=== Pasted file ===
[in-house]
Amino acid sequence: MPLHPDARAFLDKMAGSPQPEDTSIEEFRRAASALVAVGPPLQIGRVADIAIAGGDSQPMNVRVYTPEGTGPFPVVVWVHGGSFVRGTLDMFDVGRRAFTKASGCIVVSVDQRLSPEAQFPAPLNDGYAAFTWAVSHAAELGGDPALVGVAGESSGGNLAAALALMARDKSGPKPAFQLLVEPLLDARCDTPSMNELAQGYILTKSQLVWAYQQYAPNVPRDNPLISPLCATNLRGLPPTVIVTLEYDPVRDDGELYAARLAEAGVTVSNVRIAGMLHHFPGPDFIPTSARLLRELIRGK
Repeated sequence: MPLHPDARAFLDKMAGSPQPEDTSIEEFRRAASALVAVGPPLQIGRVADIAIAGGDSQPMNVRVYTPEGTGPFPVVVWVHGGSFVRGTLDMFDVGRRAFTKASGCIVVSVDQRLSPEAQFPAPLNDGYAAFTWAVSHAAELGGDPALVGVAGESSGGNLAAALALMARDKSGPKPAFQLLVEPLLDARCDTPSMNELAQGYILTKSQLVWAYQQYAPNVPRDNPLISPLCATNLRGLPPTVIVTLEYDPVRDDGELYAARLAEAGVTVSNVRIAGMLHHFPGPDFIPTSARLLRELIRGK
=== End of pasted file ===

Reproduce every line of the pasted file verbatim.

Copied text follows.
[in-house]
Amino acid sequence: MPLHPDARAFLDKMAGSPQPEDTSIEEFRRAASALVAVGPPLQIGRVADIAIAGGDSQPMNVRVYTPEGTGPFPVVVWVHGGSFVRGTLDMFDVGRRAFTKASGCIVVSVDQRLSPEAQFPAPLNDGYAAFTWAVSHAAELGGDPALVGVAGESSGGNLAAALALMARDKSGPKPAFQLLVEPLLDARCDTPSMNELAQGYILTKSQLVWAYQQYAPNVPRDNPLISPLCATNLRGLPPTVIVTLEYDPVRDDGELYAARLAEAGVTVSNVRIAGMLHHFPGPDFIPTSARLLRELIRGK
Repeated sequence: MPLHPDARAFLDKMAGSPQPEDTSIEEFRRAASALVAVGPPLQIGRVADIAIAGGDSQPMNVRVYTPEGTGPFPVVVWVHGGSFVRGTLDMFDVGRRAFTKASGCIVVSVDQRLSPEAQFPAPLNDGYAAFTWAVSHAAELGGDPALVGVAGESSGGNLAAALALMARDKSGPKPAFQLLVEPLLDARCDTPSMNELAQGYILTKSQLVWAYQQYAPNVPRDNPLISPLCATNLRGLPPTVIVTLEYDPVRDDGELYAARLAEAGVTVSNVRIAGMLHHFPGPDFIPTSARLLRELIRGK